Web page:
# Ball and geodesics in a riemannian manifold

Let $$(M,\langle\cdot,\cdot\rangle)$$ be a riemannian manifold. Let $$S \subset M$$ be a compact submanifold with corners and $$p \in M$$ a point belonging to $$\partial A$$. Can we ensure that exists $$\varepsilon > 0$$ and $$\delta > 0$$ (depending on $$p$$) such that for every $$q \in B(p,\varepsilon)\cap S$$ and $$0 \leq t \leq \delta$$ it is satisfied $$\exp_p(t\exp_{p}^{-1}(q)) \in S \cap B(p,\varepsilon)?$$

I know that if $$p \in \operatorname{int}(S)$$ the result is obvious. If $$S$$ is locally convex the result is obvious too. Although, I was drawing some polyhedras in $$\mathbb{R}^3$$ and I thought that it is true in a this context too. Anyone can help me?

PS. I've just realized that the condition that I'm asking is: are compact submanifold with corners locally star-shaped?

• Presumably $A=S$? Commented Nov 25, 2022 at 12:55
• Yes, sorry :). I edit it Commented Nov 25, 2022 at 12:57
• there are some other things you may want to fix. I assume $x= p$? Are you assuming that $q\in S$? And is $\exp$ the exponentional map or $M$, or of $S$? If I look at the northern half of the $n-1$ dimensional sphere in $\mathbb{R}^n$ (which does not even have corners) I wonder why such a result should be true, anyway? Commented Nov 25, 2022 at 13:10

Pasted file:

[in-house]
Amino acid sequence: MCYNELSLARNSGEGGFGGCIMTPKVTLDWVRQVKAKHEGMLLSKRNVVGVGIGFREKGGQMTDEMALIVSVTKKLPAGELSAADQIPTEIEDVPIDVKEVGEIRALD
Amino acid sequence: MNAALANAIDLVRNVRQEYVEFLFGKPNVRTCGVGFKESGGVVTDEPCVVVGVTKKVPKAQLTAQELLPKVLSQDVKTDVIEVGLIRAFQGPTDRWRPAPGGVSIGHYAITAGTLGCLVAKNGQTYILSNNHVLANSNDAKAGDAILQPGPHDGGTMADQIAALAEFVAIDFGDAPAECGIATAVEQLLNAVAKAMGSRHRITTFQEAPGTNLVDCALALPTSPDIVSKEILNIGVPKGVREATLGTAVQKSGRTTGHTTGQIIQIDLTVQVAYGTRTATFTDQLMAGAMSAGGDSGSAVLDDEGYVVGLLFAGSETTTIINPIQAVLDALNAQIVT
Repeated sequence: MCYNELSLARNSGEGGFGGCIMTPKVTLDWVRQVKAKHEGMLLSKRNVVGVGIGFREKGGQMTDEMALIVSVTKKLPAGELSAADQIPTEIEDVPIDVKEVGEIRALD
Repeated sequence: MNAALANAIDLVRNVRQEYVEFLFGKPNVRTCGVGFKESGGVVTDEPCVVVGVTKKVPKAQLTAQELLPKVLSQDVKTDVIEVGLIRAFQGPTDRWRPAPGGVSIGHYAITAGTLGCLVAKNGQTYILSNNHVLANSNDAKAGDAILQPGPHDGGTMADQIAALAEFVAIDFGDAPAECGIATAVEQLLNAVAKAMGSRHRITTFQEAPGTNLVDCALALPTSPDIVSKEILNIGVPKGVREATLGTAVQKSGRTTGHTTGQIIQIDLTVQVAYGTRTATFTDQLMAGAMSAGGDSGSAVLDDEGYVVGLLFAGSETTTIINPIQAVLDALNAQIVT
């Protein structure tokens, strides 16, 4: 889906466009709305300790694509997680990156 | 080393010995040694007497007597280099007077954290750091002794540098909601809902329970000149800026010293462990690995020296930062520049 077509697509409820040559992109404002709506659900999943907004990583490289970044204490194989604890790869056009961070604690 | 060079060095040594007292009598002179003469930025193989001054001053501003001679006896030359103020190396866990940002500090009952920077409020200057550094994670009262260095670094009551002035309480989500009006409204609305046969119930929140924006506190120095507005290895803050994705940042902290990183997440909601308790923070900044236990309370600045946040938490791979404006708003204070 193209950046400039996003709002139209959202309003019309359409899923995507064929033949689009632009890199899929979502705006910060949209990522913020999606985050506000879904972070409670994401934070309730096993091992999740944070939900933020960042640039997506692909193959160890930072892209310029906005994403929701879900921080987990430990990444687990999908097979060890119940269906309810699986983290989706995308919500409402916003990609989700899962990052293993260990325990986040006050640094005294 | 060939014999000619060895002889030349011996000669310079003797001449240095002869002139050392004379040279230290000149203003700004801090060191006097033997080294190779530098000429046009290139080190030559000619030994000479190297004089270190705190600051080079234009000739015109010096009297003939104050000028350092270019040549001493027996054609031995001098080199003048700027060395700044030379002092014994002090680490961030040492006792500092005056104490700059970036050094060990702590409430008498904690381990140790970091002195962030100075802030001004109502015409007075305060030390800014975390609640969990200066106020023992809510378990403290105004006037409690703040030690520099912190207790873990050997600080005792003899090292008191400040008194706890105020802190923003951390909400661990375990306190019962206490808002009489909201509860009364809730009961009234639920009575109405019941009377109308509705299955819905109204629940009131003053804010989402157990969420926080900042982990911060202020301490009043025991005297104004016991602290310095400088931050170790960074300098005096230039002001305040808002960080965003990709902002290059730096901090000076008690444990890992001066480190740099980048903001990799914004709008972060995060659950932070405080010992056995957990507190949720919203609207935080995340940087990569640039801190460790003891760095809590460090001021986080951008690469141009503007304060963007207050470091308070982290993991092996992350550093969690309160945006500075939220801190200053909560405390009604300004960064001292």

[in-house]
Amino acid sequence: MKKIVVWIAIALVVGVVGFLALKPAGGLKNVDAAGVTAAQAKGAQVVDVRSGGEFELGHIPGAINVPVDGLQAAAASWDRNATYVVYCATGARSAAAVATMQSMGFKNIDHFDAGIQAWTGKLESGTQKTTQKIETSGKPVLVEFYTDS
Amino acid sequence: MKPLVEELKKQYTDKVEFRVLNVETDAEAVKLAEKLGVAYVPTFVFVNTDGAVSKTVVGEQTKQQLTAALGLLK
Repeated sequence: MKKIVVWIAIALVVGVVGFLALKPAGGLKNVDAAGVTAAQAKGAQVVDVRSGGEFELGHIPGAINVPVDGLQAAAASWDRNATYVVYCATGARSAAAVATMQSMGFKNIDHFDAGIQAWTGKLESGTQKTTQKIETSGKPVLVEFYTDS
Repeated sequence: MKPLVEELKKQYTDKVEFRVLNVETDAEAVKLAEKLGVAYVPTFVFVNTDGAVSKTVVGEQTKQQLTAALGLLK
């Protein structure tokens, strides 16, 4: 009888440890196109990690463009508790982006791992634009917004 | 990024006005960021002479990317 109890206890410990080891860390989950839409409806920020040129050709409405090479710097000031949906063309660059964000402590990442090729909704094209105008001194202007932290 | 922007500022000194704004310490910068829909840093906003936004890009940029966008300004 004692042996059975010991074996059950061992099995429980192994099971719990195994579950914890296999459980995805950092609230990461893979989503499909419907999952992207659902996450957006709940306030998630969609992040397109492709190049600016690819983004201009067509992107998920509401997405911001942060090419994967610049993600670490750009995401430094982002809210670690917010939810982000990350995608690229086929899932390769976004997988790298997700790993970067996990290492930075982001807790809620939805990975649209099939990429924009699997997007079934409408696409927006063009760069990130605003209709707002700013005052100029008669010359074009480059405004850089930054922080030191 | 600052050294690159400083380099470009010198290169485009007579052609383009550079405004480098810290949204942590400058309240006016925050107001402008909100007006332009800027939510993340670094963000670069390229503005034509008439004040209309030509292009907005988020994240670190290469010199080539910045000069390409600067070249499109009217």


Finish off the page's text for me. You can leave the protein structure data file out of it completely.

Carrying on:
• What about $S=[-1,1]^2$ in $M=\Bbb R^2$, $p = (0,1)$, $q = (0,1+\varepsilon/2)$? In that case, $\exp_p(tv) = p + tv$, to that $\exp_p(t\exp^{-1}(q)) = p+t(0,\varepsilon/2)$, which is never in $S$ for $t>0$. Commented Nov 25, 2022 at 13:10
• The example it not valid because I said $q \in B(p,\varepsilon) \cap S$. Your example, in fact, has the property that I want to prove. It is a very interesting question and I can't find anything about it. Commented Nov 25, 2022 at 13:14

Consider $$M=\Bbb R^2$$ endowed with the euclidean metric, and $$S = \left\{(x,y) \in M \mid x\in [-1,1] \quad \text{and} \quad 0\leqslant y \leqslant 1 + x^2\right\}.$$
$$S$$ is a compact submanifold with corners (the corners are $$(\pm 1,0)$$ and $$(\pm 1,2)$$). Let $$p= (0,1)\in S$$, and $$q = (x,1+x^2)\in S$$ for some $$x\in [-1,1]$$. By strict convexity of the function $$f(x) = 1+x^2$$, we have $$S \cap [p,q] = \{p,q\}.$$ From this, it should be clear that the statement you wish to be true is false.